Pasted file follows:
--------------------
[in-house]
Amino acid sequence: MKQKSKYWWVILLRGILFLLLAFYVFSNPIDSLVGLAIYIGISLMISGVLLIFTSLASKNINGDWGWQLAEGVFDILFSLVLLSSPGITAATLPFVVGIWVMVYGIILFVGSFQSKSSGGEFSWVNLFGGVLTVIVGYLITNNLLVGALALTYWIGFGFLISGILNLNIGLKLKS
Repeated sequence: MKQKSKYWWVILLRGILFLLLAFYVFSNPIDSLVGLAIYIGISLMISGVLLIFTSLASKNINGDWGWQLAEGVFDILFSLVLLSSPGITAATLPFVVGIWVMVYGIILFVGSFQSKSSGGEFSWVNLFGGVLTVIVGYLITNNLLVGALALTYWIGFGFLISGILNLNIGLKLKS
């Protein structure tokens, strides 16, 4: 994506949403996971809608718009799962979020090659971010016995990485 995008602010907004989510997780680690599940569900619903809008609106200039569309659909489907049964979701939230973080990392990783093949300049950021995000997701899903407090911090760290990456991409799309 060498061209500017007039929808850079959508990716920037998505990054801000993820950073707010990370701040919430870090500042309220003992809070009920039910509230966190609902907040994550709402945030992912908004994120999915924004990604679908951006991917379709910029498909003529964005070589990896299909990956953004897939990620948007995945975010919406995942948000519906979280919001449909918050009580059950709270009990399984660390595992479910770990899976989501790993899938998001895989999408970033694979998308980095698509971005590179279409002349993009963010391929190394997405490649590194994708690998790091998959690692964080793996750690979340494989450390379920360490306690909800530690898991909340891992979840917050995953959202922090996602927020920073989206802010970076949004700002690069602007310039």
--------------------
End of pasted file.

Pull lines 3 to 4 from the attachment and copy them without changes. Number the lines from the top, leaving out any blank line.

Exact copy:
Repeated sequence: MKQKSKYWWVILLRGILFLLLAFYVFSNPIDSLVGLAIYIGISLMISGVLLIFTSLASKNINGDWGWQLAEGVFDILFSLVLLSSPGITAATLPFVVGIWVMVYGIILFVGSFQSKSSGGEFSWVNLFGGVLTVIVGYLITNNLLVGALALTYWIGFGFLISGILNLNIGLKLKS
């Protein structure tokens, strides 16, 4: 994506949403996971809608718009799962979020090659971010016995990485 995008602010907004989510997780680690599940569900619903809008609106200039569309659909489907049964979701939230973080990392990783093949300049950021995000997701899903407090911090760290990456991409799309 060498061209500017007039929808850079959508990716920037998505990054801000993820950073707010990370701040919430870090500042309220003992809070009920039910509230966190609902907040994550709402945030992912908004994120999915924004990604679908951006991917379709910029498909003529964005070589990896299909990956953004897939990620948007995945975010919406995942948000519906979280919001449909918050009580059950709270009990399984660390595992479910770990899976989501790993899938998001895989999408970033694979998308980095698509971005590179279409002349993009963010391929190394997405490649590194994708690998790091998959690692964080793996750690979340494989450390379920360490306690909800530690898991909340891992979840917050995953959202922090996602927020920073989206802010970076949004700002690069602007310039």